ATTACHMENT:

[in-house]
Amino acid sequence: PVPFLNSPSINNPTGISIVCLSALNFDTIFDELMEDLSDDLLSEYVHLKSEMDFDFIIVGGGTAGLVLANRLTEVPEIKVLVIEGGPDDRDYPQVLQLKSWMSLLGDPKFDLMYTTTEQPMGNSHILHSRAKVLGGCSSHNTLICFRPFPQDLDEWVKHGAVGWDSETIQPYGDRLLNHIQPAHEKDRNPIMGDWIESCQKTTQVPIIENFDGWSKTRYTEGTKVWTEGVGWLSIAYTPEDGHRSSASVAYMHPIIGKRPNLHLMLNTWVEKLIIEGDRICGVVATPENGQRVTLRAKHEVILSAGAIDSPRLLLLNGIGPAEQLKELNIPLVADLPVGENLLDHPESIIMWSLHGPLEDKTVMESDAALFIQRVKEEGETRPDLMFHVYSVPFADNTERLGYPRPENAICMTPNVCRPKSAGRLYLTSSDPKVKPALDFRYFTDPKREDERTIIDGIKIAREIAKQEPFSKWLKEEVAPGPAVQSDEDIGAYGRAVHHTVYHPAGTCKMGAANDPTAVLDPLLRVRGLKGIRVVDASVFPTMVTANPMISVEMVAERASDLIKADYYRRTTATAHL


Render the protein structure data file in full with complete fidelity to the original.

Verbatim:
[in-house]
Amino acid sequence: PVPFLNSPSINNPTGISIVCLSALNFDTIFDELMEDLSDDLLSEYVHLKSEMDFDFIIVGGGTAGLVLANRLTEVPEIKVLVIEGGPDDRDYPQVLQLKSWMSLLGDPKFDLMYTTTEQPMGNSHILHSRAKVLGGCSSHNTLICFRPFPQDLDEWVKHGAVGWDSETIQPYGDRLLNHIQPAHEKDRNPIMGDWIESCQKTTQVPIIENFDGWSKTRYTEGTKVWTEGVGWLSIAYTPEDGHRSSASVAYMHPIIGKRPNLHLMLNTWVEKLIIEGDRICGVVATPENGQRVTLRAKHEVILSAGAIDSPRLLLLNGIGPAEQLKELNIPLVADLPVGENLLDHPESIIMWSLHGPLEDKTVMESDAALFIQRVKEEGETRPDLMFHVYSVPFADNTERLGYPRPENAICMTPNVCRPKSAGRLYLTSSDPKVKPALDFRYFTDPKREDERTIIDGIKIAREIAKQEPFSKWLKEEVAPGPAVQSDEDIGAYGRAVHHTVYHPAGTCKMGAANDPTAVLDPLLRVRGLKGIRVVDASVFPTMVTANPMISVEMVAERASDLIKADYYRRTTATAHL